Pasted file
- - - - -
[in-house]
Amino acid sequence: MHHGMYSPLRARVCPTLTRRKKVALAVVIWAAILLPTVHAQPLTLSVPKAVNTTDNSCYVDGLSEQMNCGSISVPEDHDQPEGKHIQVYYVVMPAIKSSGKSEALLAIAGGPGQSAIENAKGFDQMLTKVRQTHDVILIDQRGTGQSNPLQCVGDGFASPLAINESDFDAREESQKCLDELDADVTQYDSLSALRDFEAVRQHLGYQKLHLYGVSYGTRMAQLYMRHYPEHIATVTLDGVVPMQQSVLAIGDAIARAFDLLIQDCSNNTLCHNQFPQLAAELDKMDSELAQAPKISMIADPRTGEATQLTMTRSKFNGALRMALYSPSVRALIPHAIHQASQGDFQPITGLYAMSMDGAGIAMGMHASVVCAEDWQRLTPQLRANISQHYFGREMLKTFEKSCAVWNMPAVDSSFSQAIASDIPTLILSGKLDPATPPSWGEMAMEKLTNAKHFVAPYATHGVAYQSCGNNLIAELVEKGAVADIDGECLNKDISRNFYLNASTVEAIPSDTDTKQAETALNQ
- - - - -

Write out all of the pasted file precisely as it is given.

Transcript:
[in-house]
Amino acid sequence: MHHGMYSPLRARVCPTLTRRKKVALAVVIWAAILLPTVHAQPLTLSVPKAVNTTDNSCYVDGLSEQMNCGSISVPEDHDQPEGKHIQVYYVVMPAIKSSGKSEALLAIAGGPGQSAIENAKGFDQMLTKVRQTHDVILIDQRGTGQSNPLQCVGDGFASPLAINESDFDAREESQKCLDELDADVTQYDSLSALRDFEAVRQHLGYQKLHLYGVSYGTRMAQLYMRHYPEHIATVTLDGVVPMQQSVLAIGDAIARAFDLLIQDCSNNTLCHNQFPQLAAELDKMDSELAQAPKISMIADPRTGEATQLTMTRSKFNGALRMALYSPSVRALIPHAIHQASQGDFQPITGLYAMSMDGAGIAMGMHASVVCAEDWQRLTPQLRANISQHYFGREMLKTFEKSCAVWNMPAVDSSFSQAIASDIPTLILSGKLDPATPPSWGEMAMEKLTNAKHFVAPYATHGVAYQSCGNNLIAELVEKGAVADIDGECLNKDISRNFYLNASTVEAIPSDTDTKQAETALNQ